effect turns me into a carbon-based compiler and requires applications
        to share a notation for comments anyway.

        [1] http://www.crockford.com/javascript/little.html

        Kind regards
        Peter Ring

        Atif Aziz wrote:
        >>I think the real crux...
        >
        >
        > As I said, I have a sneaking hunch that the real issue stems from tying
        > JSON to YAML. With the comments debate generating some traffic, I feel
        > less daring at this point to open up the disappearing of single-quoted
        > strings gone as well as unquoted member names (at least on the decoding
        > end). I am hoping Douglas will provide some insight so everyone can
        > build a better understanding of the decisions that lead to several
        > cutbacks in the specs. I think focusing the discussion too much on
        > comments is really just avoiding a more fundamental issue. Does anyone
        > agree or am I just rambling here?
        >
        > -----Original Message-----
        > From: json@yahoogroups.com [mailto:json@yahoogroups.com] On Behalf Of
        > MPCM
        > Sent: Tuesday, January 03, 2006 8:03 PM
        > To: json@yahoogroups.com
        > Subject: Re: [json] Re: Comments
        >
        > I think the real crux of this is simply, you cannot create a json
        > format string through encoding from existing data that would contain
        > comments (IIRC). It is only from people creating a json format string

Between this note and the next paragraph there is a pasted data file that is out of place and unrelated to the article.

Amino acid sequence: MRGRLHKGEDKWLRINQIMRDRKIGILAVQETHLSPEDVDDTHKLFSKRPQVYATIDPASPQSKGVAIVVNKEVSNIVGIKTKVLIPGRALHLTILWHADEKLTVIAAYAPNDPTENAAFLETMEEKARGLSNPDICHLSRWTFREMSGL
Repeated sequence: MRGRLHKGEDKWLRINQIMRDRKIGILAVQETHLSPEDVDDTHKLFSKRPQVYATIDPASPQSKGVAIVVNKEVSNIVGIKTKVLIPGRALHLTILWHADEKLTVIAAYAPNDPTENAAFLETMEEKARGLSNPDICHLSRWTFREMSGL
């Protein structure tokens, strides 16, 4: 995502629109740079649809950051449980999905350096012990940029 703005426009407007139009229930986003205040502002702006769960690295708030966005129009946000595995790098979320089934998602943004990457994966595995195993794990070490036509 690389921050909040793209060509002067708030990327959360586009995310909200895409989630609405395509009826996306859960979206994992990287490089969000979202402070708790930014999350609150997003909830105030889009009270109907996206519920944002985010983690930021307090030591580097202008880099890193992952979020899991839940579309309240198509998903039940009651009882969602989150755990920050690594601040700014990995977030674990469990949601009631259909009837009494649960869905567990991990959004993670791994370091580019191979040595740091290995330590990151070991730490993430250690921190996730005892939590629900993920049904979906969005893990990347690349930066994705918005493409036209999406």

> by hand.
        >
        > It is a fairly weak argument that the standard should support
        > something that is not going to be used by the majority of people and
        > probably not in production, from an early version of the standard,
        > especially given that there are other ways get the same information
        > across using the current standard.
        >
        > If you want to block out sections of json for ease of testing, then
        > comment out the properties of the objects you are encoding, not /**/
        > in some hand edited string.
        >
        > If you want to include comments about an object, include it in a
        > property of the object.
        >
        > If you feel a need to include very detailed breakdowns, write a spec
        > for the object your passing, it shouldn't be in the data stream.
        >
        > Your suggestion on wording is really avoiding the issue of why it
        > should remain when there are other workable alternatives, and
        > suggesting that it remain part of the standard just because it was
        > once thought to be useful.
        >
        > --
        > Matt